Night brings out a different Austin. A warm summer night means the 15th and 25th district police scanners, which cover Austin, are buzzing with horror stories. Domestic violence, person with a gun, gang fights, shots fired and requests that the ambulance “hurry.”

The streets are deserted except for groups of mostly young men standing at street corners and gas stations. During the day, residents are friendly and inviting. Especially toward outsiders visiting their church on a Sunday, as I found out.

But the “corner boys,” as they’re known, make it clear that they want nothing to do with a white reporter.

To them, a white male in his 20s walking the streets of Austin at that time of night could only be a cop. And to be fair, that’s true … most of the time. Austin is 93-percent black, a prime example of Chicago’s infamous and destructive pattern of segregation.

Austin is well below average on numerous economic indicators when compared to the United States and other neighborhoods in Chicago. For instance, only 54 percent of working-age men in Austin were employed in 2010. By comparison, 82 percent of working-aged men nationally and 84 percent of working-aged men from Chicago were employed in 2010.

Unfortunately, Austin ranked first in murders among Chicago’s neighborhoods during 2016 — the bloodiest year since the 1990s, according to data from the Chicago Police Department..

There were 762 murders in 2016. 88 were in Austin.

This is where Mark grew up.

Mark is a complicated figure.

He’s been a member of a Vice Lords faction in Austin since he was a preteen, and first shot at someone before he could legally drive. “I got mad,” he said. “I acted out of impulse.”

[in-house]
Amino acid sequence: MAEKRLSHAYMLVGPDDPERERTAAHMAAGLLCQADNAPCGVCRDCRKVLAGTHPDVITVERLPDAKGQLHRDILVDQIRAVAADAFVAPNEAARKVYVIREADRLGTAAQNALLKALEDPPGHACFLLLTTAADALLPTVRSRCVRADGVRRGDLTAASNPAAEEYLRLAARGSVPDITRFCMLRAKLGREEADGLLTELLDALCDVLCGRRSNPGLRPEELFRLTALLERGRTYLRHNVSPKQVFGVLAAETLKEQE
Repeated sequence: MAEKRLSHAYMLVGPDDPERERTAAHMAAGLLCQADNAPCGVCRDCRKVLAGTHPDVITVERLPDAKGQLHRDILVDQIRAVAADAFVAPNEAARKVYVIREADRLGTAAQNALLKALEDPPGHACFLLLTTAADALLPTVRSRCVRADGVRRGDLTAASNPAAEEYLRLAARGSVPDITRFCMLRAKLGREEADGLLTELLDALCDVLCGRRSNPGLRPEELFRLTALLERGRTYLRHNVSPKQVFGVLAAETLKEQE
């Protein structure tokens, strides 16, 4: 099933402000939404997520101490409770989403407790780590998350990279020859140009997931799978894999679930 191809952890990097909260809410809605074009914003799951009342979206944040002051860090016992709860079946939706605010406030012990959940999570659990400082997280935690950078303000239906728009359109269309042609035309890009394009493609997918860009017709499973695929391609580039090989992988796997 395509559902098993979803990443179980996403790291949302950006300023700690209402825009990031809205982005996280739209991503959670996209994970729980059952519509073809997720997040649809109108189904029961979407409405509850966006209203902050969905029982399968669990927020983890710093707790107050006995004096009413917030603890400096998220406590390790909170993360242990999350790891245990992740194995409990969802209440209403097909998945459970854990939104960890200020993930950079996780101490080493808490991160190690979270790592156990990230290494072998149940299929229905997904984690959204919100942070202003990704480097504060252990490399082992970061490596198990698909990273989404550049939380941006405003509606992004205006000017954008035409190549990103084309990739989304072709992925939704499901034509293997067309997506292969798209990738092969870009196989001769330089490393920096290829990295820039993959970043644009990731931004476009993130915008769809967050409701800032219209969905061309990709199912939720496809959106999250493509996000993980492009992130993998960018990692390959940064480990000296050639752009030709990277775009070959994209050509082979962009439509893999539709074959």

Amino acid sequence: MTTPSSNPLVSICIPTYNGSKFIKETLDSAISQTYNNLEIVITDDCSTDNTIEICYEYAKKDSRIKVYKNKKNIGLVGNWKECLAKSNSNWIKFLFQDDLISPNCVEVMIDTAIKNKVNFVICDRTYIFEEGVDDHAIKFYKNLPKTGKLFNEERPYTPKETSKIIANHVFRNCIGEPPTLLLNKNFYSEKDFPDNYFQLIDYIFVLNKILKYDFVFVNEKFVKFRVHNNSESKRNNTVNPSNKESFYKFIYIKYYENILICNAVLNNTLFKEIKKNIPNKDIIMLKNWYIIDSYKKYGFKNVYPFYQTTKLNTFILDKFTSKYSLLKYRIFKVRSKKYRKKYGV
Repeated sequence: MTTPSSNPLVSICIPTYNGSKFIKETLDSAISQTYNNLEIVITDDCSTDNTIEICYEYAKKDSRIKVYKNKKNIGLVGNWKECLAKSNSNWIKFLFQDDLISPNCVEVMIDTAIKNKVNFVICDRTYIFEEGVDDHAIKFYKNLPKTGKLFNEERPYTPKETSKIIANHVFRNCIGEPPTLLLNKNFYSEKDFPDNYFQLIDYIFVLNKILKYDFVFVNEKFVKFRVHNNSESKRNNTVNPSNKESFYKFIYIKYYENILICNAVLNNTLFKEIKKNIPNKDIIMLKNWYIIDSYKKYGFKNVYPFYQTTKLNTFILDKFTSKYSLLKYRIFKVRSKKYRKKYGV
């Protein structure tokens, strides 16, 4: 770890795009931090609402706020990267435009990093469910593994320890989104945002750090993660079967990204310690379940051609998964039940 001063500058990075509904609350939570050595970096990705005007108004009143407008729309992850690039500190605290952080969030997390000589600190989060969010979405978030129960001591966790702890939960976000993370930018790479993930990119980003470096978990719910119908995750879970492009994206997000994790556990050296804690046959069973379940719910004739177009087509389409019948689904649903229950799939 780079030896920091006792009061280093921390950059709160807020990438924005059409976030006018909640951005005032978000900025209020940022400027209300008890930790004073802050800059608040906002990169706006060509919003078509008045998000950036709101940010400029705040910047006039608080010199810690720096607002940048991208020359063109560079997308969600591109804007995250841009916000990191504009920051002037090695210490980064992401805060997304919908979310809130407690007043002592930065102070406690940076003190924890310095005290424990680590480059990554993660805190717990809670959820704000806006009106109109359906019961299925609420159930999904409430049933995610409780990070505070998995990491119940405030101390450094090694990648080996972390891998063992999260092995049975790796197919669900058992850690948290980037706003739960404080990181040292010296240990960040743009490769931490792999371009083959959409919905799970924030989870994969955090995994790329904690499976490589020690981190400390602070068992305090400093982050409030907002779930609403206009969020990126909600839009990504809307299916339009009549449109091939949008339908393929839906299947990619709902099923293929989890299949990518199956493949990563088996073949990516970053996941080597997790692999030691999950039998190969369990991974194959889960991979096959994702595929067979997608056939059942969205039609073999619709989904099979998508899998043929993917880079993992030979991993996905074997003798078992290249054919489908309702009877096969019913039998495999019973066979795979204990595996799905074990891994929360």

In the dark vernacular that has formed around Chicago’s gang violence, he’s known as a “shooter.”

He was a bit full of himself, bragging about all the women he’s had casual sex with. He made a point to assure me that, despite my muscular build, he could kick my ass. In the few hours I spent with Mark, he became fearful for his life three times, simply because a car pulled up or a pedestrian walked by.

“Me, I don’t feel safe … I would never walk to that light right there,” he said, pointing to a stoplight half a block away. “If I can’t stay in the car or something, I’m not going to go. I’m not going to go on the train or the bus. Like, Hell no. Motherfuckers see me like what they going to do.”

Mark expressed no remorse for rival gang members his gang has killed. “I feel like every person in the street now says that if someone dies, it’s because they deserve to die. No one is innocent.”

But he didn’t even express any remorse when talking about innocents his gang accidentally killed.

During our initial meeting he insinuated at several points that he would kill me if I revealed his identity. When I confronted about it during a later meeting, he denied that’s what he meant. “I would get like a billion years for killing a white person.”

Killing, at least when functioning in Austin’s gangland, has clearly become normalized for Mark.

Despite all this, I found Mark to be highly intelligent and charismatic, intellectually curious and funny.

Austin, Chicago. Photo via Wikipedia

Method to the madness

A disorganized gang, roving aimlessly and constantly shooting rivals over nothing is not the way I would describe Mark’s gang.

Day-to-day, Mark’s gang hangs out at the same gas station in Austin selling various pills and marijuana. It’s not extremely lucrative. “We just stand of the block waiting for people to bring us money. We wait for them to want the shit [drugs]. If they don’t want the shit, then we going to smoke the shit.”

Drugs can be lucrative. But it’s rare. Mark pointed out that “the last block you can say you heard of that was doing a decent amount of money was Ridgeway and Augusta when they put the fentanyl on the dope.”

The low profits made by Mark’s gang don’t seem to be the product of organizational inefficiency. Interestingly, it seems Mark’s gang actually has made a conscious choice to not seek high profits.

Why? In his view, the gangs that make a lot of money attract more attention from the police. “Because it’s like the police is not going to let you make no money nowadays.”

As an example, he pointed out that most of the gang members at Ridgeway and Augusta were recently arrested in a drug conspiracy case.